In the New Testament, Jesus Christ shares more than one narrative that shines a light on biblical counseling and sacrificial love.  Here are three that I would like to highlight:

The Good Samaritan
Luke 10:30-37
30 Jesus replied and said, “A man was going down from Jerusalem to Jericho, and fell among robbers, and they stripped him and beat him, and went away leaving him half

Thursday, March 27, 2014

A Taboo Topic: Suicide Part 4

Maybe my other posts (IntroductionThe Girl In The Pew, and What the Bible Says About Suicide) were not very clear in how someone (maybe you) can face a panic-filled season of heartache, fear, sadness, or depression.  Or, how someone can recover from a hopeless season of tragedy after tragedy that never seems to let up.

I cannot give anyone specific advice about their unique circumstance or situation.  I am not a Certified Biblical Counselor.  I have a heart for Biblical Counseling, but I am not fully skilled in the details of counseling biblically.

In one of my earlier posts I directed my audience to this:
You can find a certified biblical counselor here...

If you are unable to find a "certified' Biblical Counselor in your area, you can still contact someone who might be able to point you in the right direction.  Another alternative is Skype.  Sometimes, Biblical Counseling happens over Skype.  It may not be face-to-face, but it is someone who is willing to hear your heart, listen to your cry for help, and guide you in the right direction.

Why can't I just give you a miracle pill of come kind?  Well, in my few years of counseling people I have found that there are unique circumstances across the board that need unique application.  Not everyone is immediately in need of

Tuesday, March 25, 2014

A Taboo Topic: Suicide Part 3

The last two posts covered the topic of suicide.  Post number one addressed people in my own environment who had chosen suicide.  Post number two addressed how to lovingly serve people around you who may be suffering from despair, loneliness, sorrow, or depression when life looks pristine, put-together, and lovely on the outside.  This post will address suicide or the desire to die as it appears in the Bible.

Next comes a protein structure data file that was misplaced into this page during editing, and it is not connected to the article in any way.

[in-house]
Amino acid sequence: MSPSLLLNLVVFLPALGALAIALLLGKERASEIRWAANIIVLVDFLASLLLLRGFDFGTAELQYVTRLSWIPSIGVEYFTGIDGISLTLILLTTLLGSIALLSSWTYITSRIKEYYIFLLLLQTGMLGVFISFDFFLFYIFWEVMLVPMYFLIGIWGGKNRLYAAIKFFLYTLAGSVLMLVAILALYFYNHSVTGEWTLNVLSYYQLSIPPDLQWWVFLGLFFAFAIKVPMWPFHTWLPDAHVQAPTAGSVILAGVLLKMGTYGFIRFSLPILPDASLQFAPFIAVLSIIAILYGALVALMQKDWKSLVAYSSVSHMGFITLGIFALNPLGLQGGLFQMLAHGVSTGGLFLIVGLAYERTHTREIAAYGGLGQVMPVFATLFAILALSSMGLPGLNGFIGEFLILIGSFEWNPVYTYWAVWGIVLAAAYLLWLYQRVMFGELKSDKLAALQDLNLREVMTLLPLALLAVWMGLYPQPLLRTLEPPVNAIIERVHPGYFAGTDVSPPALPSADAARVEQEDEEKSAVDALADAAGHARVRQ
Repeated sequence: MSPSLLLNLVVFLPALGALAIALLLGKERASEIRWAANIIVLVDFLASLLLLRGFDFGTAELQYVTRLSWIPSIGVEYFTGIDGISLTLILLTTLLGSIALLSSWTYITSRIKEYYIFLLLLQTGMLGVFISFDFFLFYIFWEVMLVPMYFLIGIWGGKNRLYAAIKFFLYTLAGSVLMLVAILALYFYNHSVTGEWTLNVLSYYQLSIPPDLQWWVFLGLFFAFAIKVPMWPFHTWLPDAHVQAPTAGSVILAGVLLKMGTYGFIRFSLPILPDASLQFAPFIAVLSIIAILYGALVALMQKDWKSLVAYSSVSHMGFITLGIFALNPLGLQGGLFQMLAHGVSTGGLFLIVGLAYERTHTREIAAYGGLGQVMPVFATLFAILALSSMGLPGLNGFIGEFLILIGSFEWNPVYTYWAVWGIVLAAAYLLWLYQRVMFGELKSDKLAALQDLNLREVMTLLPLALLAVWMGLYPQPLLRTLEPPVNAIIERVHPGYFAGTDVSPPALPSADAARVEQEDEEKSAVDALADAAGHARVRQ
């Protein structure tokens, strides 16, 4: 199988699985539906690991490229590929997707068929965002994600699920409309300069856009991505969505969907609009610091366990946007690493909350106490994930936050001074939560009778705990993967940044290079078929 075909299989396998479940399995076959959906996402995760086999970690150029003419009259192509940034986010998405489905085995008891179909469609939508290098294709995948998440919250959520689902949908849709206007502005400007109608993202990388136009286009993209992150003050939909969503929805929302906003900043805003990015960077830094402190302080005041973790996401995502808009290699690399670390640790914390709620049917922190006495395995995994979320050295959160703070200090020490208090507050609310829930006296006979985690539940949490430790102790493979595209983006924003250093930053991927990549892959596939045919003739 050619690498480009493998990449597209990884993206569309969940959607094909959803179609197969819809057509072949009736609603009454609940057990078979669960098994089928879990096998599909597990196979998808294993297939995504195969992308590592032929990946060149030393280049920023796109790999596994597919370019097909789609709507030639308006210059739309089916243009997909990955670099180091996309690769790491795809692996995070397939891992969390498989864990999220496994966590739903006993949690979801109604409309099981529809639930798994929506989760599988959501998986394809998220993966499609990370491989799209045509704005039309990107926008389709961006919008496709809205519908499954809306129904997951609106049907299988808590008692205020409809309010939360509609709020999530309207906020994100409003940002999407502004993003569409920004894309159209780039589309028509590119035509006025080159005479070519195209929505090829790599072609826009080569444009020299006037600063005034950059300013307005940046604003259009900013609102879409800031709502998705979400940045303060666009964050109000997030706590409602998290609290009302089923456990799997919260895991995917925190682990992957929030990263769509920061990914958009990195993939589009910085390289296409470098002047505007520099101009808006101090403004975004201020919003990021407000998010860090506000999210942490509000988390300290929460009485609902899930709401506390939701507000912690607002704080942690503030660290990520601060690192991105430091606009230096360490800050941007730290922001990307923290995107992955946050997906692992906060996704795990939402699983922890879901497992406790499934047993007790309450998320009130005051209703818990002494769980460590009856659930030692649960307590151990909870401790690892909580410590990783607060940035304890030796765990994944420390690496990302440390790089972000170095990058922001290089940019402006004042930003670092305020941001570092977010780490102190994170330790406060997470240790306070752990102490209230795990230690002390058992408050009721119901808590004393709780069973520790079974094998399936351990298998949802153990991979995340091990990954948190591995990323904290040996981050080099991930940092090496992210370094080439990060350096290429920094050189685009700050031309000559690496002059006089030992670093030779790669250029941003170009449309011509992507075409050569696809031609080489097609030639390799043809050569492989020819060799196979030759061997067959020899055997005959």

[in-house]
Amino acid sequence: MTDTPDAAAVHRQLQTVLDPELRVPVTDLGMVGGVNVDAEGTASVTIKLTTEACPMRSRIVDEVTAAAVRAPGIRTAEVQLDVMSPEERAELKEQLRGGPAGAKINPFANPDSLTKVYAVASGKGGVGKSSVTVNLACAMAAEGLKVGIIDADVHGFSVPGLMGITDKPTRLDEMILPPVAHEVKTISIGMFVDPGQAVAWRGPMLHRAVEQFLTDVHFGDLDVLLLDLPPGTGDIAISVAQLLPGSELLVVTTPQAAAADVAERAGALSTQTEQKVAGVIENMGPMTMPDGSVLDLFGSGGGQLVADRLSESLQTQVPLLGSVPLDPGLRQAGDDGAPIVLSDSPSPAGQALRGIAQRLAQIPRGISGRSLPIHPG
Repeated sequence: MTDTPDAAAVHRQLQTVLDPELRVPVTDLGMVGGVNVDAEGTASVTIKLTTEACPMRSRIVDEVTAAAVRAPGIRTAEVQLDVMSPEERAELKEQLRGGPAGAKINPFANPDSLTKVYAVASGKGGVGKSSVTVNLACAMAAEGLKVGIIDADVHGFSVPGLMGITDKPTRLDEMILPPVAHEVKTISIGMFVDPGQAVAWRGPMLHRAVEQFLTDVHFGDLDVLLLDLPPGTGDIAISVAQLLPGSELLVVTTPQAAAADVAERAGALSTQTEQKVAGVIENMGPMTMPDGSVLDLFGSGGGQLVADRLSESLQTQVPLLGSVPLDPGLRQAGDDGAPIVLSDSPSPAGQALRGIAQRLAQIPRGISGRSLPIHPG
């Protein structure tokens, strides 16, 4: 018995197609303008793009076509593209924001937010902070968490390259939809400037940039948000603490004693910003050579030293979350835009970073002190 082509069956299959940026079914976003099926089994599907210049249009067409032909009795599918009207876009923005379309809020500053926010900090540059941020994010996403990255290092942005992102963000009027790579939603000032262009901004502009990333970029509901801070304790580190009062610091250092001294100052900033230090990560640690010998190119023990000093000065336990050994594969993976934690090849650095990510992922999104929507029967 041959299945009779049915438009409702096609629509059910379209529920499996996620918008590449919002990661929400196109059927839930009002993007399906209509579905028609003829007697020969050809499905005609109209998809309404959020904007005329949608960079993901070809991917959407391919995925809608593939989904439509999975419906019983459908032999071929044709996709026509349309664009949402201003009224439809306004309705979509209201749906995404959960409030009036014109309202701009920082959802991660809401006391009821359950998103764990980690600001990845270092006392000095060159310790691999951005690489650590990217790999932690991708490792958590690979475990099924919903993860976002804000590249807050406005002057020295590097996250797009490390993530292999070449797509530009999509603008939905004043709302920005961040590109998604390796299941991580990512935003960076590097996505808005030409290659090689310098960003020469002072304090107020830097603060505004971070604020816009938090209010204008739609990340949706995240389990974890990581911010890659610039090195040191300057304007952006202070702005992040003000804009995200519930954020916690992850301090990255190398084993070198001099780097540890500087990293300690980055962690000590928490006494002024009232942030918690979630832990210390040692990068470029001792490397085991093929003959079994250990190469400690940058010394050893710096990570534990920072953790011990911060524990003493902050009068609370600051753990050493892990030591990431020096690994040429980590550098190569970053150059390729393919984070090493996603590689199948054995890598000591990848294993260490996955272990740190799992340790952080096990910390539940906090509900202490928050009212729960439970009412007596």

Original image and photo credits.

This first group of people did not kill themselves, but they openly declared at some point that their despair was great.  At points they felt like their despair was too much to handle and that living any longer seemed too difficult.

Moses.  Moses had a small, narrow-minded perspective.  He was not looking at the situation from God's perspective.  Moses declares his agony, despair, sadness, and the overwhelmed nature of his heart to God in this transparent lament:
11 So Moses said to the Lord, “Why have You been so hard on Your servant? And why have I not found favor in Your sight, that You have laid the burden of all this people on me? 12 Was it I who conceived all this people? Was it I who brought them forth, that You should say to me, ‘Carry them in your bosom as a nurse carries a nursing infant, to the land which You swore to their fathers’?13 Where am I to get meat to give to all this people? For they weep before me, saying, ‘Give us meat that we may eat!’ 14 I alone am not able to carry all this people, because it is too [c]burdensome for me. 15 So if You are going to deal thus with me, please kill me at once, if I have found favor in Your sight, and do not let me see my wretchedness.” (Numbers 11:11-15).

Thursday, March 20, 2014

A Taboo Topic: Suicide Part 2

So, I started a not-so-predictable discussion here the other day about suicide.  I know this is a blog about homemaking, so why would I do such a thing?  It's a simple answer, really: One day I pray that you talk to your child/ren about suicide.  I pray that you tell them what the Bible says about it.  I pray that you train them how to counsel others about suicide.  I pray that you talk to them about the concept of suicide and what to do if they face a season of heartache that seems impossible to recover from.  Because....

All the people who have lost someone to suicide regret not talking to their __________ (son, daughter, friend, father, sister, brother, co-worker, bank teller, grandchild) about suicide.  Don't make the decision to talk about suicide after the fact.  Start the discussion.  Talk to your kids about suicide.  And, hey...while you're at it...feel free to talk to nearly anyone about suicide.  Who knows?  It might just make a difference.

There is a community-oriented nature about grief, pain, and sadness--not alone.